Now, the user has a problem. There is a malicious file in the system directory but the system protects the user by sticking her head into sand. And if a more technically savvy user were to pull her head from the sand and manage to see the file, she would not be able to remove the file, thanks to the Windows System File Protection. If it is in the system directory, surely the user has no business deleting it?

    So the user has a problem. And if the user has a problem, the company has a problem.

    Of course the problem could be prevented. Modern systems prevent this by not trusting ordinary users and removing write access rights from them. DOS prevented this by trusting the user and requiring him to educate himself. Windows, at least up to and including XP, trusts the user (by making the first user created on the system a member of Administrators) but does not promote education by discovery (These are protected operating system files! They’re too difficult for you to understand! Although it is precisely this listing of legitimate system files that the user needs to know in order to recognize a malicious system-file-wannabe.)

    So the company has a problem. The time has come to make a choice. Either an ordinary user is not worth the system’s trust and should have no write access to %SystemRoot% and %ProgramFiles% and whatever directories he can create automatically have execute access disabled with no way to enable it except asking the administrator, or the user must be shown everything and told why it works. The former will learn only the minimum necessary for his work, but will not be able to do anything harmful. The latter user will foul up his system beyond repair a couple of times, but will grow up to be a power user.

  25. Bryan says:

    > I think most of us would rather have the

    > convenience of an easy to read display than

    > worry about such a incredibly rare risk

    > scenario.

    "Incredibly rare"? Do you have any idea how many double-extension attachments are floating around? Any of which, if the email reader is configured the same way as the OS (or the file is saved to the hard drive), will *BE* this risk scenario.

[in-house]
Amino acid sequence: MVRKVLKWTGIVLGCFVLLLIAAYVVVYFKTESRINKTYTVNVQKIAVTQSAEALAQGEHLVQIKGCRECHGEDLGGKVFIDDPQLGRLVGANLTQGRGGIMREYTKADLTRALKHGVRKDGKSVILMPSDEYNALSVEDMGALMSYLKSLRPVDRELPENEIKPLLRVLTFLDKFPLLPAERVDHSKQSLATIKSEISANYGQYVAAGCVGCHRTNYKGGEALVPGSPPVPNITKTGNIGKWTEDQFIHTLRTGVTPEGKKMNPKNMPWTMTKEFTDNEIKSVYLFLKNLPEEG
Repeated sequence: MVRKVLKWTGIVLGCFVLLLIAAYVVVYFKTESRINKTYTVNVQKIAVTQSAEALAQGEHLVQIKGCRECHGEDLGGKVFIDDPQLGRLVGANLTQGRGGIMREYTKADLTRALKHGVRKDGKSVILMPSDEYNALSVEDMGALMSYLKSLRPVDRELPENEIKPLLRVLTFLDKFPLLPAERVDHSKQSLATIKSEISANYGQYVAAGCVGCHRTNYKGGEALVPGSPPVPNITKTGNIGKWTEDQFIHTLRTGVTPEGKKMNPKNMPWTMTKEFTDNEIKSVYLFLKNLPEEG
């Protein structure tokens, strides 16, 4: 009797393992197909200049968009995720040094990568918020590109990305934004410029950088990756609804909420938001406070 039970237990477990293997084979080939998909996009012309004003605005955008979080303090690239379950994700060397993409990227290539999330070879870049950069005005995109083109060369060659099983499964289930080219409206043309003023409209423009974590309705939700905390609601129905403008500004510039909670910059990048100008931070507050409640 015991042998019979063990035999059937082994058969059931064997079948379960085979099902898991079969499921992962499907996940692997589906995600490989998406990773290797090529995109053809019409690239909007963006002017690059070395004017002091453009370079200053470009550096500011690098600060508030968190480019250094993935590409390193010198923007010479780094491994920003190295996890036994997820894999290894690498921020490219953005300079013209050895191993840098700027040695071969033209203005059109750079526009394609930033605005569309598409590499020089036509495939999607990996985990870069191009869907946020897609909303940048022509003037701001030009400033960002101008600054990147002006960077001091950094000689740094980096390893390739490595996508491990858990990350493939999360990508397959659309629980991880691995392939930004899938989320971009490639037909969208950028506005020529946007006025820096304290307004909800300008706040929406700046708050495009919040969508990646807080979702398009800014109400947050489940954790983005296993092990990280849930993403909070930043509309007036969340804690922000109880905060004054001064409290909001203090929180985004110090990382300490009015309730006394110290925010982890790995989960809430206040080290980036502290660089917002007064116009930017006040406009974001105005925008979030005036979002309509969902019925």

(IMO, the real problem is that the "file type" metadata is encoded in the filename. PE files and MS-DOS executables both have specific file formats and magic numbers; why not use those to decide which files are executable? Many script languages have specific magic numbers in certain places (#! as the first 2 bytes for anything from Unix; not sure on VBS though), so that might be an option too.)

  26. Brian says:

    So, I’m curious as well. Is there any documented way of turning off the extention-rename-confirm dialog? I suspect that answer is no since I’ve certainly never seen such a thing in any settings dialog or any registry entry. Maybe a shell extension could do it?

  27. foxyshadis says:

    I feel bad that I just found AlwaysShowExt in the registry, basically invalidating half my rant. Sigh. It’d still be nice to put them on .exe/.vbs/.js by default, but I least I can do it myself and have a policy do it.

    Centaur: SFP only protects files that are listed in the system file catalog, though of course a virus could get itself in there. But most users do not ever become power users, no matter how many problems they come across; anyone geek enough to ever become one would click the option to view the files. Torture training a few people to become self-sufficient while allowing everyone to blow up their machines regularly certainly isn’t in any company’s interest.

  28. Aren’t these comments about the value of showing the file extension somewhat random?

    You have the same issue with display of text that you do with display of icons. We’re not 7-bit clean any more.

    This is a real issue, but showing the full extension is something we geeks like, not an actual security measure.

  29. David Walker says:

    Darius: You said "human reading of file extensions has been replaced in the modern world with icons which do the job just fine."

    I’m a human, and I read the extensions. I see the icons too, but I rely on the extensions even more. Icons can be changed, but when extensions are changed, the action (generally) changes.

    Please don’t attempt to speak for everyone.